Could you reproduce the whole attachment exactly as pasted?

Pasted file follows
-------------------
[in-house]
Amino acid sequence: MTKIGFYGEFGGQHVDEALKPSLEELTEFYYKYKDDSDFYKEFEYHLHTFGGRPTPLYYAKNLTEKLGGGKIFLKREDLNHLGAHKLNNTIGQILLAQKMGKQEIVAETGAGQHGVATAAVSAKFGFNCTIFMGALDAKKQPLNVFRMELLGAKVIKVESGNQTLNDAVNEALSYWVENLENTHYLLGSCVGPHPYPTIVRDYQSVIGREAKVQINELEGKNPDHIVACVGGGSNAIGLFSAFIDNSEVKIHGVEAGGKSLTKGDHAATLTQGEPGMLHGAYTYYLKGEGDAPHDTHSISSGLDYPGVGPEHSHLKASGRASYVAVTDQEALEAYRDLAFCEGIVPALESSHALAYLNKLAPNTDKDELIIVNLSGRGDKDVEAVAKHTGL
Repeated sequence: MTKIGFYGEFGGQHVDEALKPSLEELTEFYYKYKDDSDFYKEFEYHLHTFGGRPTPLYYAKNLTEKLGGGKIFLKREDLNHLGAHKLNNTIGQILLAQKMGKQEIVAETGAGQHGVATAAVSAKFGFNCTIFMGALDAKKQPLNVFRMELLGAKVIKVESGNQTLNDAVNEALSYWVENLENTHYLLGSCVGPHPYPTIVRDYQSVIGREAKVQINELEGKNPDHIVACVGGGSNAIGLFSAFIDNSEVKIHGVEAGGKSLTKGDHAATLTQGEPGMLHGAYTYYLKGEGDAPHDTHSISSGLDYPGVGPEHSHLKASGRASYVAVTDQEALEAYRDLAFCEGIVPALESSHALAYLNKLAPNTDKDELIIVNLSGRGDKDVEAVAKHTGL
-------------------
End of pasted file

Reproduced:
[in-house]
Amino acid sequence: MTKIGFYGEFGGQHVDEALKPSLEELTEFYYKYKDDSDFYKEFEYHLHTFGGRPTPLYYAKNLTEKLGGGKIFLKREDLNHLGAHKLNNTIGQILLAQKMGKQEIVAETGAGQHGVATAAVSAKFGFNCTIFMGALDAKKQPLNVFRMELLGAKVIKVESGNQTLNDAVNEALSYWVENLENTHYLLGSCVGPHPYPTIVRDYQSVIGREAKVQINELEGKNPDHIVACVGGGSNAIGLFSAFIDNSEVKIHGVEAGGKSLTKGDHAATLTQGEPGMLHGAYTYYLKGEGDAPHDTHSISSGLDYPGVGPEHSHLKASGRASYVAVTDQEALEAYRDLAFCEGIVPALESSHALAYLNKLAPNTDKDELIIVNLSGRGDKDVEAVAKHTGL
Repeated sequence: MTKIGFYGEFGGQHVDEALKPSLEELTEFYYKYKDDSDFYKEFEYHLHTFGGRPTPLYYAKNLTEKLGGGKIFLKREDLNHLGAHKLNNTIGQILLAQKMGKQEIVAETGAGQHGVATAAVSAKFGFNCTIFMGALDAKKQPLNVFRMELLGAKVIKVESGNQTLNDAVNEALSYWVENLENTHYLLGSCVGPHPYPTIVRDYQSVIGREAKVQINELEGKNPDHIVACVGGGSNAIGLFSAFIDNSEVKIHGVEAGGKSLTKGDHAATLTQGEPGMLHGAYTYYLKGEGDAPHDTHSISSGLDYPGVGPEHSHLKASGRASYVAVTDQEALEAYRDLAFCEGIVPALESSHALAYLNKLAPNTDKDELIIVNLSGRGDKDVEAVAKHTGL